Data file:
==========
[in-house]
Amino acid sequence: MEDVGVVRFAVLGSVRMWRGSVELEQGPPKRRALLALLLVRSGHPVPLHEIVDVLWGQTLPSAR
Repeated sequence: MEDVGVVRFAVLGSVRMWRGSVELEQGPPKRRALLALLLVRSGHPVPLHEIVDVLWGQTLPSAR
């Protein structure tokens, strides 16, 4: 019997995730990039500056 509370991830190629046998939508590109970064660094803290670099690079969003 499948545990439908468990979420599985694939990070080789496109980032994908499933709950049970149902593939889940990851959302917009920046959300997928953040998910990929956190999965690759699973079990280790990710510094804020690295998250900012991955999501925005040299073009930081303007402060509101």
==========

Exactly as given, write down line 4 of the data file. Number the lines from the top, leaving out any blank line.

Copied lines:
């Protein structure tokens, strides 16, 4: 019997995730990039500056 509370991830190629046998939508590109970064660094803290670099690079969003 499948545990439908468990979420599985694939990070080789496109980032994908499933709950049970149902593939889940990851959302917009920046959300997928953040998910990929956190999965690759699973079990280790990710510094804020690295998250900012991955999501925005040299073009930081303007402060509101």